The BIA and the IJ erred as a legal matter in refusing to consider the evidence concerning Monicha's death. It is true, as the IJ observed, that withholding of removal is a purely personal remedy, in contrast to asylum. Under the asylum statute, spouses and children can claim asylum as derivative beneficiaries of the principal alien's application. 8 U.S.C. § 1158(b)(3); 8 C.F.R. § 1208.21. The withholding of removal statute makes no such allowance for derivative beneficiaries. See 8 U.S.C. § 1231(b)(3); Ali v. Ashcroft, 394 F.3d 780, 782 n. 1 (9th Cir.2005). But Ms. Notoredjo was not seeking derivative relief here. She sought withholding of removal based on her own persecution, not the persecution of someone else.
Our precedent, as well as precedent from other circuits, supports Ms. Notoredjo's reliance on the harm inflicted on her infant daughter as evidence of past persecution. Harm to a child can amount to past persecution of the parent when that harm is, at least in part, directed against the parent “on account of” or “because of” the parent's race, religion, nationality, membership in a particular social group, or political opinion. See 8 U.S.C. §§ 1101(a)(42)(A), 1231(b)(3)(A). Thus, we have held that parents proved past persecution based in part on physical attacks against their half-Sikh, half-Hindu child, when the attacks were part of a campaign of persecution directed against the parents because of their inter-faith marriage. See Maini v. INS, 212 F.3d 1167, 1175–76 (9th Cir.2000); see also Mashiri v. Ashcroft, 383 F.3d 1112, 1120 (9th Cir.2004); Rodriguez–Matamoros v. INS, 86 F.3d 158, 160 (9th Cir.1996). The First Circuit has similarly held that the kidnapping, beating, and rape of a father's children, which were “specifically designed to send a message” to the father on account of the father's political opinions, “were clearly part of the persecution of him.” Precetaj v. Holder, 649 F.3d 72, 76 (1st Cir.2011); see also Flores v. Holder, 699 F.3d 998, 1003 (8th Cir.2012); Jiang v. Gonzales, 500 F.3d 137, 141 (2d Cir.2007); Tamas–Mercea v. Reno, 222 F.3d 417, 425 (7th Cir.2000).
Ms. Notoredjo's case fits comfortably within this line of precedent. Her account of what transpired at the hospital makes clear that the doctors and nurses deliberately ignored Monicha's medical needs because her parents were Christian and her mother was Chinese. The hospital staff's delay in administering medical care to Monicha was, at least in part, directed against Ms. Notoredjo and her husband because of her race and their religion. Indeed, the anti-Christian motivation for the hospital staff's actions can only be understood as directed against Monicha's parents, since a three-month-old infant lacks the capacity to adopt a religious faith of her own. It is fair to say that although the hospital staff's actions inflicted harm most immediately on Monicha, those actions were “designed to send a message” to Monicha's parents, Precetaj, 649 F.3d at 76, and were calculated to inflict suffering on them through their child.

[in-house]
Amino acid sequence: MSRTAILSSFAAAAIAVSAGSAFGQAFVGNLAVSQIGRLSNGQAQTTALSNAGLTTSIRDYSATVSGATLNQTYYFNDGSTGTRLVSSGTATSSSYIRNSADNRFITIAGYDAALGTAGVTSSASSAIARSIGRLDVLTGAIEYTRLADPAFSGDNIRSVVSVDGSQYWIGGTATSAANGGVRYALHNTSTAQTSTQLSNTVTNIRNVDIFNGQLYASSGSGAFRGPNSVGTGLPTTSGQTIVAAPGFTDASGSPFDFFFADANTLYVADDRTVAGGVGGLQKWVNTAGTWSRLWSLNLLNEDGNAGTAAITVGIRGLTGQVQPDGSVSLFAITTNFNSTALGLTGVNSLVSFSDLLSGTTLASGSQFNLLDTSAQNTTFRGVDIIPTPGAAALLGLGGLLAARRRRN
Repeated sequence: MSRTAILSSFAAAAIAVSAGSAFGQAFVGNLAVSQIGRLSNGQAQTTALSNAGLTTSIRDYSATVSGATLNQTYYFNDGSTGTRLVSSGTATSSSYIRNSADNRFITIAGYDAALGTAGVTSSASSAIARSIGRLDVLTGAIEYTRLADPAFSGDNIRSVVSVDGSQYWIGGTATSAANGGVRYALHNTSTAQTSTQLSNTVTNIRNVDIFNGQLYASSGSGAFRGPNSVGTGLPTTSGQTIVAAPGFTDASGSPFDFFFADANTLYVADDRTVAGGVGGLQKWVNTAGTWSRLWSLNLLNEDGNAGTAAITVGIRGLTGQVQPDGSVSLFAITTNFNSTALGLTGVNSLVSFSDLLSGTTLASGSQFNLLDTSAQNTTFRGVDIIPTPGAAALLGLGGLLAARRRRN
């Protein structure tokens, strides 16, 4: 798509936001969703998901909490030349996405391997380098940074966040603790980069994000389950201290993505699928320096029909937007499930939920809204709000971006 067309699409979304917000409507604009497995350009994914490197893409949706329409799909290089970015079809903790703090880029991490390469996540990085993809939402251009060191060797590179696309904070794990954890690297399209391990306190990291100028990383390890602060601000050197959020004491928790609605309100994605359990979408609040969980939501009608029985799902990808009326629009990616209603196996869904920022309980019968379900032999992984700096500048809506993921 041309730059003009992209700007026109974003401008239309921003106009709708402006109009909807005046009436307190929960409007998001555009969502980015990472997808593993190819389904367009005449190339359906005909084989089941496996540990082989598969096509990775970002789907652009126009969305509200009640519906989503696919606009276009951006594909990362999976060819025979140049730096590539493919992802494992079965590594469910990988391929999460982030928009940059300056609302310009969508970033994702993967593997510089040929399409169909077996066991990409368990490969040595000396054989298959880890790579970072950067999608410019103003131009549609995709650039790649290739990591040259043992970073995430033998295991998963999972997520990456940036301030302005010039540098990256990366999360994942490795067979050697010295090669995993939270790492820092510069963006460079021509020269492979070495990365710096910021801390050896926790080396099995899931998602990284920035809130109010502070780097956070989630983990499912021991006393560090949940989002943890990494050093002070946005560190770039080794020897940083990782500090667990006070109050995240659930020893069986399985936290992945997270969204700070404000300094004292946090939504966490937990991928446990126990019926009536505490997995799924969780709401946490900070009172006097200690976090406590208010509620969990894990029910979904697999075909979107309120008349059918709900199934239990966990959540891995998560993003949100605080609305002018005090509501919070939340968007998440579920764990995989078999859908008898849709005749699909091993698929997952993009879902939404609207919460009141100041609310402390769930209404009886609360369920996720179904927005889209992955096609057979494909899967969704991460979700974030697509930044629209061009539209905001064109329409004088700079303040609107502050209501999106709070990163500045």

Because the BIA treated Ms. Notoredjo as credible, there is no basis to exclude from consideration her testimony that the staff of a public hospital deliberately delayed administering medical treatment to Monicha on account of Ms. Notoredjo's race and religion. This evidence is directly relevant to whether Ms. Notoredjo suffered past persecution, and may also be relevant to whether she has shown an individualized likelihood of future persecution. See Sael, 386 F.3d at 927. We remand for the BIA to reconsider Ms. Notoredjo's request for withholding of removal giving full weight to the evidence concerning Monicha's death.
Finally, we uphold the BIA's determination that Ms. Notoredjo is not entitled to protection under the Convention Against Torture, as that determination is supported by substantial evidence. The events described in Ms. Notoredjo's declaration and testimony do not establish that she is more likely than not to be tortured if she returns to Indonesia. See 8 C.F.R. § 208.16(c)(2); Nuru v. Gonzales, 404 F.3d 1207, 1216, 1221 (9th Cir.2005).
PETITION FOR REVIEW GRANTED in part, DENIED in part, DISMISSED in part, and REMANDED.
Costs awarded to the petitioners.
WATFORD, Circuit Judge: